Use of Yahoo UI's tooltip and overlay

Monday has seen a big update of the signup code, with, amongst other changes, the use of the Yahoo UI libs. Although prototype is well integrated with rails, Yahoo's extensive documentation and the praise it got from some leading javascript developers got me interested, and I must say I wasn't disappointed. When you download the distribution and uncompress it, you get a directory structure. At first I wasn't sure what I should do but it was quite simple in the end: the build directory has the code for all components of the library. Each component has a source code file (eg calendar.js) , and a minimised source code file (eg calendar-min.js). The source code is exactly the same, but with all white spaces and comments removed. You can use the minimised version as it limits the download size. Some components also have assets, like css and images. The README file explains clearly that "the image source path in the component's CSS file will point to Akamai". I don't use images yet, so I didn't bother about it. The separation in different components makes it easy to only load the javascript files you need. Unlike dojo, there's no require mechanism, and you just insert it in the usual way. I renamed the files, prefixing them with yui-, and put them in the public/javascripts directory of rails. I then included the usual rails code in my layout:

<%= stylesheet_link_tag 'yui-container' %>

<%= javascript_include_tag "yui-yahoo" %>
<%= javascript_include_tag "yui-event" %>
<%= javascript_include_tag "yui-dom" %>
<%= javascript_include_tag "yui-container" %>
A first positive point of the library: everything is under the YAHOO namespace, and you can easily create one for your application, which I did like this:
YAHOO.namespace("madb");
With that, you can put I can put my own variables under YAHOO.madb, eg
YAHOO.madb.my_form = $('myform')
and yes, I used the '$' prototype function. Until now, I haven't had problems using both in the same code. The reason I used the Yahoo libs is that I needed to display information on the signup page about VAT and how it is to be applied according to your locations and status. The info is first displayed as a tooltip when you go with the mouse pointer over a question mark icon. When you choose a country for which VAT is possibly applicable (in short, you're in a EU country), the info is shown again beside the text field in which you can enter you VAT number.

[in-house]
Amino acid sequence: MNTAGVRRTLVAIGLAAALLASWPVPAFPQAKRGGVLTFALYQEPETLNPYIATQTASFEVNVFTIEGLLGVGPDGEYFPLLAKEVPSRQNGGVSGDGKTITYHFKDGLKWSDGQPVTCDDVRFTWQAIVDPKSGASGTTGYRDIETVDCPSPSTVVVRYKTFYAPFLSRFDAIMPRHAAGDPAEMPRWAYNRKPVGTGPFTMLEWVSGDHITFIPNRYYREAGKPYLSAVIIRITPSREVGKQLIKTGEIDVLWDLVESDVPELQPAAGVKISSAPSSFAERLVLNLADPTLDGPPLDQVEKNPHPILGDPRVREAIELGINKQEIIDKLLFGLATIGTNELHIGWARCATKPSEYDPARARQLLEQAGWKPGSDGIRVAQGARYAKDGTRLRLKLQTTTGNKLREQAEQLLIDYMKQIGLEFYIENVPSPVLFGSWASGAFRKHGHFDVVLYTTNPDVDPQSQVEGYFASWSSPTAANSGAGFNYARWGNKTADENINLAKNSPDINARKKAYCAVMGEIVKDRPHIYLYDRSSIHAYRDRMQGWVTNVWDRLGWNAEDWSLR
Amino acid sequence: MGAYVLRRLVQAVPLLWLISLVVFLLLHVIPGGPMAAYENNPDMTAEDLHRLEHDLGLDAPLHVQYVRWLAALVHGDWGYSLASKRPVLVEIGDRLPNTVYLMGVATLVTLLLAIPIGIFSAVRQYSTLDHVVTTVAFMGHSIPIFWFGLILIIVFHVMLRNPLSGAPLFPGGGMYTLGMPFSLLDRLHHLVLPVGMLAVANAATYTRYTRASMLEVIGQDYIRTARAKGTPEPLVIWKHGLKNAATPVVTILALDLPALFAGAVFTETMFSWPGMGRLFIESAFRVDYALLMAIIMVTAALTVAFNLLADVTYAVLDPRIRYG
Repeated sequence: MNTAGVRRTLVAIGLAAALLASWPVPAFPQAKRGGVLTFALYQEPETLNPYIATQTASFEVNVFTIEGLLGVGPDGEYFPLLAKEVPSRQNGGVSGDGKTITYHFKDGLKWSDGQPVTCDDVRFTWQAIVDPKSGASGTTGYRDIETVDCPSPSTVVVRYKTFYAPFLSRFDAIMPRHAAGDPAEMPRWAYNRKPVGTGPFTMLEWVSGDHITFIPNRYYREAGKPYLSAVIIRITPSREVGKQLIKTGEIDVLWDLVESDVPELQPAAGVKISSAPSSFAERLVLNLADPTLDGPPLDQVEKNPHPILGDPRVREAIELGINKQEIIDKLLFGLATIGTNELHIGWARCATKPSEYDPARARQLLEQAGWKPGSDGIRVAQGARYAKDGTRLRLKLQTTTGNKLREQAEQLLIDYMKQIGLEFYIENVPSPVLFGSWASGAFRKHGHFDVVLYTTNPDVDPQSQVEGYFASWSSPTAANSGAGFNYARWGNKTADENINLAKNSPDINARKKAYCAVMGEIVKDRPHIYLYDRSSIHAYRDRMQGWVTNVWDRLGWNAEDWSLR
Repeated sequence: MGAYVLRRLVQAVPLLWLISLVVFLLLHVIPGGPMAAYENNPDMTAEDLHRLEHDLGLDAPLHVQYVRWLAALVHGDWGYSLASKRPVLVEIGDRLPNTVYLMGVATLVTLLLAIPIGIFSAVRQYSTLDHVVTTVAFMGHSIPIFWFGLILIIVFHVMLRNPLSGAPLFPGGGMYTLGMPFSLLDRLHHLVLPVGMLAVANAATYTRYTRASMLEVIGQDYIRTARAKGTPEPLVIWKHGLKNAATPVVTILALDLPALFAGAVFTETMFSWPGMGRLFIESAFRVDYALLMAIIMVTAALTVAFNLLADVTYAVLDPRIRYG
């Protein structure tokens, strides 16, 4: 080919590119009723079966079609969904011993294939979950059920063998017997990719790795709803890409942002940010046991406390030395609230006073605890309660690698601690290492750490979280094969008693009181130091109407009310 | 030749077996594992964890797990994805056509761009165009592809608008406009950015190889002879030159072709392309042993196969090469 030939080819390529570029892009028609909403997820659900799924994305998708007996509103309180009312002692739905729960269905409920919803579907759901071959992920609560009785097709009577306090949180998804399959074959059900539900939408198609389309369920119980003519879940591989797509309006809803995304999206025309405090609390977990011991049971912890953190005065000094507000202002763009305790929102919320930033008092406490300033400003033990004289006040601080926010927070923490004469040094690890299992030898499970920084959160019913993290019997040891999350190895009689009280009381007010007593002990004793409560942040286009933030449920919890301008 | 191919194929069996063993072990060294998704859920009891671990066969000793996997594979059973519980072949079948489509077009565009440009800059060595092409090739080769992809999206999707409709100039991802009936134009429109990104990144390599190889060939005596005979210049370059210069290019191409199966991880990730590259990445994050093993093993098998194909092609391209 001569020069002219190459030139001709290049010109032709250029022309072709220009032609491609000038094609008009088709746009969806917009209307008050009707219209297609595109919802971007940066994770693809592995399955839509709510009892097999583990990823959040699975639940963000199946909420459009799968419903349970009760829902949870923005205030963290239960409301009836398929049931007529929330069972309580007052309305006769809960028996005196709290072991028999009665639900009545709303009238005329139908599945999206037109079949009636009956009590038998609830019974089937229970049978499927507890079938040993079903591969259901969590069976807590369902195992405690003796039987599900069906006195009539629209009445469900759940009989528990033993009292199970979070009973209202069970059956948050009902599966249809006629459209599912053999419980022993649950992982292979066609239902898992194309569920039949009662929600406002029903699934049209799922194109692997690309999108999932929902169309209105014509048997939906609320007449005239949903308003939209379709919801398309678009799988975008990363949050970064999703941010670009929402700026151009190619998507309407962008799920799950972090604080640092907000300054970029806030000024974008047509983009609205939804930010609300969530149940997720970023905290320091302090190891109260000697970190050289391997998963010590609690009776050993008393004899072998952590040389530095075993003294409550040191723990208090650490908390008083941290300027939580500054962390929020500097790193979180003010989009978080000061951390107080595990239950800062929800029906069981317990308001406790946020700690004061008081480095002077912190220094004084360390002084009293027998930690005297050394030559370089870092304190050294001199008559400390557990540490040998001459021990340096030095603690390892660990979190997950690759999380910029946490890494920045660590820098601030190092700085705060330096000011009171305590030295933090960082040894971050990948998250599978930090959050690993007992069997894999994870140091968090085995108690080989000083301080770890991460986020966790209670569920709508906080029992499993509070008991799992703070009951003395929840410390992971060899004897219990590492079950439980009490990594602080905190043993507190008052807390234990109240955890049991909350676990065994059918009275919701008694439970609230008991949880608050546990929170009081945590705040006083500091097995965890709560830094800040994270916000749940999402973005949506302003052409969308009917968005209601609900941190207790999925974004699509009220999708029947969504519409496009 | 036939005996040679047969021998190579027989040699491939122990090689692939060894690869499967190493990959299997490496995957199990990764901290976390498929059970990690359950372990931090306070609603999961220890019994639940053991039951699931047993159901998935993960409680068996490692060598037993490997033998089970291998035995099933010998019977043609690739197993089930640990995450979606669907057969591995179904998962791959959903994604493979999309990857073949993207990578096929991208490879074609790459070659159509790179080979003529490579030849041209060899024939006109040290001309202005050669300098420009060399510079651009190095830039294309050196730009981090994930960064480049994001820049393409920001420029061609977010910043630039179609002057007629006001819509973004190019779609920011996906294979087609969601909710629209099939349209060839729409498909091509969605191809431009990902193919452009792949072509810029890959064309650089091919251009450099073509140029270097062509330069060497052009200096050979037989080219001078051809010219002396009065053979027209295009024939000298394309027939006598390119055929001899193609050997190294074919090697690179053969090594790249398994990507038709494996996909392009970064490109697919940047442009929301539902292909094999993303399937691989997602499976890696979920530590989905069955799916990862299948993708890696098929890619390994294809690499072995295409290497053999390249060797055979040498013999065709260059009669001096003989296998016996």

Tooltip

The tooltip, as other components in Yahoo's lib (as far as I know), are created purely in javascript. No markup in the html is needed. Here's how I created a tooltip for the question mark:
  vat_question_tooltip = new YAHOO.widget.Tooltip("who_pays_vat_tooltip", {  
           context:"who_pays_vat",  
           text:"<%= t("madb_vat_explanations") %>", 
           showDelay:100,
           hideDelay:100,
           autodismissdelay: 20000} ); 
The first argument is the id of the tooltip created (from what I understand out of this:"Since Tooltips are generated dynamically, the ID passed to the constructor in the first argument... is assigned element container created by the Tooltip control for this Tooltip when it is rendered"), and after that you pass an hash with all options:
  • context is the id of the element for which we create the tooltip
  • text is the text of the tooltip
  • showDelay (hideDelay) is the delay after which the tooltip is shown (hidden)
  • autodismissdelay is the delay after which the tooltip is hidden, even if the pointer is till over the context element. As my tooltip text is rather long, I set it to 20 seconds
What was a good surprise is that the tooltip text can be html formatted, with links and all. I didn't try yet, but I imagine it could be used with images and other content. So the text property is really its content.

Overlay

From yahoo's Overlay page, an overlay is there "to facilitate the creation of modular content that is absolutely positioned above the flow of a page". That's exactly what I needed to display the information about the vat text field. Again, everything happens in javascript:
      YAHOO.madb.vat_explanations = new YAHOO.widget.Overlay("vat_explanations", { visible:true, constraintoviewport: true, width:"40em"});
      YAHOO.madb.vat_explanations.setBody("<%= t('madb_vat_explanations')%>");
      YAHOO.madb.vat_explanations.render(document.body);
      YAHOO.madb.vat_explanations.cfg.setProperty("context", [YAHOO.madb.vat_field, "tr", "tl"]);
The code is quite clear and self-explanatory except maybe for the last line, which positions the overlay by setting its context property. In this case, we attach the overlay to the element YAHOO.madb.vat_field, and the top right (tr) corner of the overlay is aligned with the top left corner of YAHOO.madb.vat_field. The problem I had with this code is that when the text field was moved on the page due to insertion of html code with javascript, the overlay stayed where it was, and thus wasn't aligned anymore. Here again, the solution was easily found thanks to the documentation available. It consists of refiring the event "context":
      YAHOO.madb.vat_explanations.cfg.refireEvent("context");
I hope this can be useful for someone. I can only encourage you to test the Yahoo UI libs. I was really positively surprised of its clean, well-thought structure and its power. The responsiveness I got on the mailing list was also good (this was actually something I was skeptical about at first: will the Yahoo devs be responsive? Well, the answer is clearly positive).You can expect more use of it in myowndb. The next step is using the calendar component (which I've already used, and which is also a good example of the power available with the yahoo widgets. Maybe that'll be the subject of another post ;-)